"The big thing about Jimmy is that Jimmy can be as good as he wants to be," Bowa said. "I call him a red-light player. When games are on the line, Jimmy can be as good as anybody. When Jimmy goes bad, it looks like his concentration vanishes. I have a hard time relating to that because I had to really stay on top of my game and he's got so much ability that literally he can give 80 percent and still look good. I think he's that good."
Rollins doesn't agree with everything Bowa says. In fact, he said he still doesn't entirely believe that Bowa thinks of himself as the franchise's No. 2 shortstop.
"I know what I set out to be, hearing all the Larry Bowa stories, and my aspiration was to be better," Rollins said. "So when they mention shortstops in this organization, I want them to mention my name first, but I honestly don't think about it. He said it, but it's like, 'Whatever, dude, I still don't believe you.' It's just more of a respect thing for him and me."
Rollins strongly disagrees with Bowa that his concentration wanes when he goes into a slump at the plate, and his point is valid when you consider his concentration never seems to disappear when he's playing defense.
"That has never been the case," Rollins said. "Never has, never will."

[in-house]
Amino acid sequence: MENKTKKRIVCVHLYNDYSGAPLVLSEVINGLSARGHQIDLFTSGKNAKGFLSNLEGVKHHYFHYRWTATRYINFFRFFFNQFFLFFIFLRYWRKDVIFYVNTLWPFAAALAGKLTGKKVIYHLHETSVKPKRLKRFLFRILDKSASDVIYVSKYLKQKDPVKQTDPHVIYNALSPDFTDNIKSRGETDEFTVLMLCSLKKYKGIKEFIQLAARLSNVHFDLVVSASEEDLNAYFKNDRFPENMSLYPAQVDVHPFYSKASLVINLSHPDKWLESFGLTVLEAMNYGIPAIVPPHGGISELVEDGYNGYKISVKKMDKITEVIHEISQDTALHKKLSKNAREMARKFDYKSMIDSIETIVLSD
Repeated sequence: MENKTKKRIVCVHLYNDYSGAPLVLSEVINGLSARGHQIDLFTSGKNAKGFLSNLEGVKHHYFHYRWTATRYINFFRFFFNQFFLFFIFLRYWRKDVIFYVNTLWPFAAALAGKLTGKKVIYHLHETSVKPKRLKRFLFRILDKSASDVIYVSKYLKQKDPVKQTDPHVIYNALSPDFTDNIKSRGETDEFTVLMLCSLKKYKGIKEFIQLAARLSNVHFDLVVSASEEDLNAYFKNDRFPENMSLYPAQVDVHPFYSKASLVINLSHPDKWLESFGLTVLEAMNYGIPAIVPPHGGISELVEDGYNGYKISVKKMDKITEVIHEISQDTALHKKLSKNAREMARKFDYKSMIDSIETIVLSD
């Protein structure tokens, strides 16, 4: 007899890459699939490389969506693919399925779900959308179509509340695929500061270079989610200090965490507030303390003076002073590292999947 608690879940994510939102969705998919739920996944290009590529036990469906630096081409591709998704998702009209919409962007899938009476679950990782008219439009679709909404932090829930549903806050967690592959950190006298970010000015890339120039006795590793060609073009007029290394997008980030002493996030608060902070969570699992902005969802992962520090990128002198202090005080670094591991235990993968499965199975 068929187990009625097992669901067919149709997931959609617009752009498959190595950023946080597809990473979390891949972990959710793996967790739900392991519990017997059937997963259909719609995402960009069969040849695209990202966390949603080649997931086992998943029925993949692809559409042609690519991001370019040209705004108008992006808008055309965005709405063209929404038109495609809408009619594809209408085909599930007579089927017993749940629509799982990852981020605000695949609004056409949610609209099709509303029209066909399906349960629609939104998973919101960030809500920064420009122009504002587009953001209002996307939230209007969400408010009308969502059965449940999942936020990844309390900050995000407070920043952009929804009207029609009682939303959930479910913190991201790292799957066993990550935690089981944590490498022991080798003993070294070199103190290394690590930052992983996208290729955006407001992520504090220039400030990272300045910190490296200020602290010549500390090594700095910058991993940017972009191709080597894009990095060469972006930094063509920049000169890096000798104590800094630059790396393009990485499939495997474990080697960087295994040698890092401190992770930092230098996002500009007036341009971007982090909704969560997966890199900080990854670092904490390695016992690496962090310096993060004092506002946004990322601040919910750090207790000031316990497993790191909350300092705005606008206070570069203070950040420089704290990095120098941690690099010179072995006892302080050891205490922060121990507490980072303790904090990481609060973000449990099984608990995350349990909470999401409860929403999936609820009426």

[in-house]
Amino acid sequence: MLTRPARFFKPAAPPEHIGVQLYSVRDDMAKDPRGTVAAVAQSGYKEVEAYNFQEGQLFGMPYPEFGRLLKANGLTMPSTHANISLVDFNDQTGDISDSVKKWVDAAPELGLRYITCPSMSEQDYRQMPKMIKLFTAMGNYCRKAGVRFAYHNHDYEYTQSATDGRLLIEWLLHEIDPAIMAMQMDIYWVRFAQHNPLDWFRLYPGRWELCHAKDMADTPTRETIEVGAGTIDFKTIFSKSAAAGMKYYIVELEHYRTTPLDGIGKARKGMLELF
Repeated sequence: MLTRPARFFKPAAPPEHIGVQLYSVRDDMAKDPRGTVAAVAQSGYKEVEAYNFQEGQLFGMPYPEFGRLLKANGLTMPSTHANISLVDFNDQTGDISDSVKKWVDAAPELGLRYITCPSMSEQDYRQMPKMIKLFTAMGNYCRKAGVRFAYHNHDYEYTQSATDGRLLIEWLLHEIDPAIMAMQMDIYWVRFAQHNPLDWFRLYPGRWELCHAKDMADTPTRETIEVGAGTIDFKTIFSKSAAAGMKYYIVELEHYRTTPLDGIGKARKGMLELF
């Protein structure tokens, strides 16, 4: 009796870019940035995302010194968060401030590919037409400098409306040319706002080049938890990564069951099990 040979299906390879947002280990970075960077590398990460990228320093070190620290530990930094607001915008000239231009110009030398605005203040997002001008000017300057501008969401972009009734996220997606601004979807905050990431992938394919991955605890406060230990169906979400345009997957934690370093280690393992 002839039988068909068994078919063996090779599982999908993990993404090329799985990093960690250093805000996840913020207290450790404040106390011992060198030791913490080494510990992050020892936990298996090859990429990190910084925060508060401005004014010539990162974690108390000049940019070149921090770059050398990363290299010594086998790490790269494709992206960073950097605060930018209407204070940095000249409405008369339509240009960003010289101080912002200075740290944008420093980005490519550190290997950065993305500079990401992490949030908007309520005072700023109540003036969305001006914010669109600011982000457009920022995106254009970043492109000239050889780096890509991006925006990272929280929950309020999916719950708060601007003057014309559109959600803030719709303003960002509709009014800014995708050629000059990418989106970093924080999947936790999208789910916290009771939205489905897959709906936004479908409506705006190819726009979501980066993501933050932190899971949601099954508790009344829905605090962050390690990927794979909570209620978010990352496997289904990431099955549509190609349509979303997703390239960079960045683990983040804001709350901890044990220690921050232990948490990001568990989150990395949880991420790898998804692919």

So why does he think Bowa has that perception?
"It's the same way that people think I'm lazy," Rollins said. "It's just something people come up with. They see something and - you never can know what's going on inside a guy's head - but honestly I would be dumb to be at the plate and not trying. Not competing at the plate, that's not an intelligent thing to do and I'm an intelligent guy, whether people know it or not."
The two best shortstops in franchise history were together for four years as manager and player and they developed a strong bond even though one pushed when the other one didn't always want to be pushed. Bowa and Rollins briefly reconciled with Team USA last year during the World Baseball Classic and now they are together again.
It's late in the game for both of them. Bowa is 68 and, amazingly, in his fourth tenure with the team. He is manager Ryne Sandberg's bench coach and has been given the green light to push Rollins or any other player on the roster. Rollins is 35 and coming off the worst non-injury season of his career. He needs 434 plate appearances in order for an $11 million option to kick in next season.
More important, the Phillies need Rollins if they are going to defy Father Time and make one last run at a World Series title.
Bowa could be seen early in camp pushing. Rollins had a 20-pound vest attached to his chest as Bowa slammed grounder after grounder at him.
"Still can't get it by me, Bo," Rollins playfully taunted.
Rollins welcomes the challenge he'll get from his former manager.
"I think the role makes a difference in terms of the impact of the things he is saying," Rollins said. "You can say things and when you're the manager they're received one way and if you're the coach they're received another way. The manager, whatever he says, goes. With a coach, you know what he says goes, but you can mess with him, and that's what Bo loves. He loves to be able to mess with guys, so that's a good thing right there."
They both want the same thing. They both want to be the best. They both want to win. Time is running out for each of them.